Can you help me with a recipe for couscous?
Years ago, I was in Jaffa and had one of memorable meals that you wish you could recreate:
It may have been the setting, it may have been the company, (artist/Antique delaer Denny Pinkus, now passed on) it may have been that the food was really exceptional, or it may have been a combination of all of those elements… but I have not been able to find, nor have I been able to make the same dish:
We ate at a restaurant called Gueta and had the couscous with a vegetable broth that included chick peas and one with beef and beans.
The vegetable broth for that couscous was beyond good… can anyone tell me how to make it?
Bring about 4 1/2 cups of water to a boil, add 6 tsp Paprika, 1 1/2 tsp cumin, and a medley of coarsely chopped vegetables to suit your taste. Carrots, zucchini, turnips, celery, broccoli, tomatoes, are a few examples. Salt and pepper to taste, cover and simmer 10 - 15 minutes or until the vegetables are tender. Add some chopped tomato and simmer an additional 3 - 5 minutes. Drain the vegetables, saving the liquid, and set aside. Cook the reserved liquid over medium heat until reduced by half. Add a couple of teaspoons of olive oil and the couscous. Mix in 2 cups of couscous; cover allow to rest (covered) 5 - 10 minutes. Fluff with a fork, check for seasoning and re-season as needed.
You can serve the vegetables, or not, depending on your menu. I might prefer to puree them and use them in a soup or other dish.
thank you that sounds lovely
the dish we ate had large-ish chunks of vegetables in the broth, but they weren't cooked to death so I'm wondering if maybe after a proper vegetable stock was made, they put in additional vegetables (sweet potato or something orangey, zucchini, tomatoes, carrots and chick peas) so when you ate, you ladled the broth and the veg over the couscous
There is another method where the vegetables are served with the couscous. It involves preparing a broth with the vegetables, adding the tomatoes when the vegetables are still somewhat crisp, and cooking for just a couple of minutes. The vegetables are then removed, the broth reduced by nearly 3/4 or its original volume, and then returning the vegetables to the broth just before serving. Using that method, the couscous is cooked separately in its own vegetable broth and the vegetables served atop the plated couscous. I use that method only if I'm including some meat in the recipe but it's a matter of individual choice. May I suggest you experiment with the recipe and all the possible variations you might think of and find an approach that pleases you most. Once you've worked with this dish several times you'll get a sense of what spices, herbs work best for you, how much moisture you want in your finished dish and it'll become a staple in your meal preparation routines.
I also prefer to use Israeli couscous (the larger variety, and sometimes difficult to find) but that too is a matter of choice.
A bit more work, but with results closer to what you had in Israel:
soak dry chickpeas overnight (about a cup)
buy medium-small grain couscous (I do not like large "Israeli" couscous- I do not consider it couscous at all)
ras al hanout seasoning powder- you can't really approximate this at home- pretty easy to find: http://en.wikipedia.org/wiki/Ras_el_h...
veg of your choice, but typically:
three or four small zucchini
a few tomatoes
harissa paste (fresh is best- you can make your own very easily)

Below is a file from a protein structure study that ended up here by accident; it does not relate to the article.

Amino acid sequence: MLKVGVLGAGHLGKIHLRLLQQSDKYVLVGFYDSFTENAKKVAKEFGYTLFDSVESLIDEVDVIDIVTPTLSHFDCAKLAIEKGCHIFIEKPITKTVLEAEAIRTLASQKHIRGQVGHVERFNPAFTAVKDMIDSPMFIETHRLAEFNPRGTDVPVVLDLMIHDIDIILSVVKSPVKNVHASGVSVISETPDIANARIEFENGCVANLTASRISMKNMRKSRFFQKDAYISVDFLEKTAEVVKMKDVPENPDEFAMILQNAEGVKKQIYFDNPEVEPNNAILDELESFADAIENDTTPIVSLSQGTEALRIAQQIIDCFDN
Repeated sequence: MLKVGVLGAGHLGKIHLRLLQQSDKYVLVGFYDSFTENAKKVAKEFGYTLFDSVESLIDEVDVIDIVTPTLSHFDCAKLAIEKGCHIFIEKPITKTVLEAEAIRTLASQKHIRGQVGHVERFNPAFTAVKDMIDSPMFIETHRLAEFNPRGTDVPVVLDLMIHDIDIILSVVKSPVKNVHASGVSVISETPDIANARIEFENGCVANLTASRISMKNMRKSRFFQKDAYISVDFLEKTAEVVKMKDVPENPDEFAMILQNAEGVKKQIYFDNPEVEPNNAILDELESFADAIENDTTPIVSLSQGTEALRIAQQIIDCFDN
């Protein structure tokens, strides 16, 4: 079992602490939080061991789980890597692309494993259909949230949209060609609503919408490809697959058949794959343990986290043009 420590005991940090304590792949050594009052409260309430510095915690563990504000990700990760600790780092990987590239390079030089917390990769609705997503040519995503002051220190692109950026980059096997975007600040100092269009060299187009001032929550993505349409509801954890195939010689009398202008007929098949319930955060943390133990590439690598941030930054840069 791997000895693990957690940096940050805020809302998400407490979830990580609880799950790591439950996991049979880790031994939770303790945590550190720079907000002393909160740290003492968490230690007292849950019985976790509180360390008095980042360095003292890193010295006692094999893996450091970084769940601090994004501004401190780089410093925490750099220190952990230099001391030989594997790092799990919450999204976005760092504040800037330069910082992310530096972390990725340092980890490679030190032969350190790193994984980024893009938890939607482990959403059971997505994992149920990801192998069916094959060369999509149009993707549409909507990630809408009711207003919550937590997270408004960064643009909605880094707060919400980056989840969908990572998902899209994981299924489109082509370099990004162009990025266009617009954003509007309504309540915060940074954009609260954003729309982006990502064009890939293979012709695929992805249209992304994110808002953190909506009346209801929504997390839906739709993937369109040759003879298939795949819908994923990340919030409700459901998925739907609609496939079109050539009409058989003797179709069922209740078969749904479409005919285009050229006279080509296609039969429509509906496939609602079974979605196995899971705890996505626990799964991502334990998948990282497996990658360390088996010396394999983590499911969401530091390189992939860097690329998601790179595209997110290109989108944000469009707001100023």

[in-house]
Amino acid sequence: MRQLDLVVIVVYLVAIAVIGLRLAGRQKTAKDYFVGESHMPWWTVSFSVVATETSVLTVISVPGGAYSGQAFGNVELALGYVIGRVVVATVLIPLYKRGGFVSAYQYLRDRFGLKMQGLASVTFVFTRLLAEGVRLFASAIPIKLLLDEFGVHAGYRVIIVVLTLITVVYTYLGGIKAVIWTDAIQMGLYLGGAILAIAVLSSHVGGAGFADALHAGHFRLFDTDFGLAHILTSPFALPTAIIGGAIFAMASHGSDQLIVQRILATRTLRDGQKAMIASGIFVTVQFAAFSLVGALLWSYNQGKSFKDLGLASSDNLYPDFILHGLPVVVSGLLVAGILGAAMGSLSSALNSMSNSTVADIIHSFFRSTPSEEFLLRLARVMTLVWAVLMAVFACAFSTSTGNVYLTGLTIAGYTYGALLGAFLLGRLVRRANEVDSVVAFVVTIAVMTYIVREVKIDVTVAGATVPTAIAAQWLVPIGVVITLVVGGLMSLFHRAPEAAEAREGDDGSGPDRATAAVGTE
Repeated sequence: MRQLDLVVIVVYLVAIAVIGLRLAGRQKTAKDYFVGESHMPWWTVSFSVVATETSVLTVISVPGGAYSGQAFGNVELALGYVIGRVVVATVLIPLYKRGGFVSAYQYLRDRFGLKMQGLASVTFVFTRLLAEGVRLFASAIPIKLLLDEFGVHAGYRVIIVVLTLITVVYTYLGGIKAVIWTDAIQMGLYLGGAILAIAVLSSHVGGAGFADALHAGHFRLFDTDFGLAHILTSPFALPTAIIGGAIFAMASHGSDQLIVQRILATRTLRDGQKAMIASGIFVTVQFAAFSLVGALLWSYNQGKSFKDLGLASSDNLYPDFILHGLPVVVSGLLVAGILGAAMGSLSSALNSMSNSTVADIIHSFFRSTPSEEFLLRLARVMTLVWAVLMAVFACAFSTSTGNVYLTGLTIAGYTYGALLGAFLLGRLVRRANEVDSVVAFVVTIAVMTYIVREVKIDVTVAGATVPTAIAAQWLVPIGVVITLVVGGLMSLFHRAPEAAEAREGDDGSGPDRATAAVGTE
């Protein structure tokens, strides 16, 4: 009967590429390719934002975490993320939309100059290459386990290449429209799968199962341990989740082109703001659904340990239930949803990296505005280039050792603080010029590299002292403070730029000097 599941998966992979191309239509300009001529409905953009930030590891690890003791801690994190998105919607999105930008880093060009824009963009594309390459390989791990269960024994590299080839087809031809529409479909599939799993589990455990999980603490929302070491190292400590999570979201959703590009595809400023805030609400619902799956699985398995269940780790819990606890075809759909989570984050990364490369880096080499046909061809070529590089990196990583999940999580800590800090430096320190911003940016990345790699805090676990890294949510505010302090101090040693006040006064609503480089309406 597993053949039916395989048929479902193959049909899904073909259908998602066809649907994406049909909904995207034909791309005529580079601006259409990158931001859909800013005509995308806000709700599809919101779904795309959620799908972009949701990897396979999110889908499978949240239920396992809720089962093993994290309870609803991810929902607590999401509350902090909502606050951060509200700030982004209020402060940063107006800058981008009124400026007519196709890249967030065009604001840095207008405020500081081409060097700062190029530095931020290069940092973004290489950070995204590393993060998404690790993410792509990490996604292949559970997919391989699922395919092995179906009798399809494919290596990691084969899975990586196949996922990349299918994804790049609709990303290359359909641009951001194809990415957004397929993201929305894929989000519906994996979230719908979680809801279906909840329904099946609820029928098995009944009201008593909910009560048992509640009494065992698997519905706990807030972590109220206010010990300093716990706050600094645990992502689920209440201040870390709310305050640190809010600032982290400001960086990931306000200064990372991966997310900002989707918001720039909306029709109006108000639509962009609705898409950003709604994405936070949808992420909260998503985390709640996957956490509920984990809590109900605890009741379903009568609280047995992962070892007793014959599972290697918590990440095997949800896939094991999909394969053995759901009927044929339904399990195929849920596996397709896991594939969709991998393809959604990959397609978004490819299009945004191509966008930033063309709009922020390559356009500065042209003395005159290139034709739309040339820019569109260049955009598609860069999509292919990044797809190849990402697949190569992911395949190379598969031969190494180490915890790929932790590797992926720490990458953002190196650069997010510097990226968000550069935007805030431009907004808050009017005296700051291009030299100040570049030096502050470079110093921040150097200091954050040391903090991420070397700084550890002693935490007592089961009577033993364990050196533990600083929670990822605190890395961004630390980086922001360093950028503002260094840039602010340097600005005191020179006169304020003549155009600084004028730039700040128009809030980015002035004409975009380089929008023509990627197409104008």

a bit of tomato paste
If you have a couscoussier, that works best. Large double boiler with small holes in the bottom of the upper portion. I believe Williams-Sonoma sells one.
Peel all veg except the zucchini, which should be peeled in a striped pattern and set aside for later. Place in bottom pot, cover with plenty of water, add chickpeas, bring to a boil and then to simmer and cook for at least an hour. Meanwhile, place dry couscous in large bowl and hot water from a teakettle a bit at a time (usually around two cups) to couscous and work with your hands to distribute moisture and break up any clumps. Place couscous in upper portion of steamer (let household chickens clean up dropped crumbs of grain). Steam 15-20 minutes above veggie broth, remove couscous again to the big bowl, and repeat the adding water breaking up clumps step. Do this a total of four times. In the last ten minutes of cooking, add zucchini, salt, tomato paste, and ras al hanout (about 1/2 cup) to broth.
Two choices for the next step: mix a bit of broth into the couscous, or serve as is.
Put the finished couscous into a large shallow bowl, flatten, place cooked veggies and chickpeas onto top of couscous, ladle broth into a pitcher (and add some harissa if you like- or just serve on the side), and bring to table. If everybody's seated, it makes a nice show to pour broth all over the couscous and veggies. Hand out some spoons and dig in. Traditionally served with a whole, large roasted and salted Hatch-style chile for each person.
*This recipe is better with chicken, beef, lamb or merguez, fresh sardines, or a whole fish in the lower pot.
General tip- if you don't want to do all this, I recommend never dumping your dry couscous into broth. This is how we generally do couscous in the States, and the result is a dough-cake. You can slowly add hot water in steps to a large bowl and work with your hands and use a microwave to do the cooking if you don't have a couscoussier. Light, fluffy couscous is a pretty amazing thing, and really tastes much better than the results most couscous box directions will give you.
salty raisins, thank you! I don't have any mid-eastern groceries near me, so I think I'll get ras al hanout online.
(also, now I know why even the "best" couscous I've ever made hasn't come close to that which I had in Israel... I wasn't cooking it properly)
instead of a couscousier, can I use a fine mesh steamer insert over the pot of broth and then put the lid on top of that?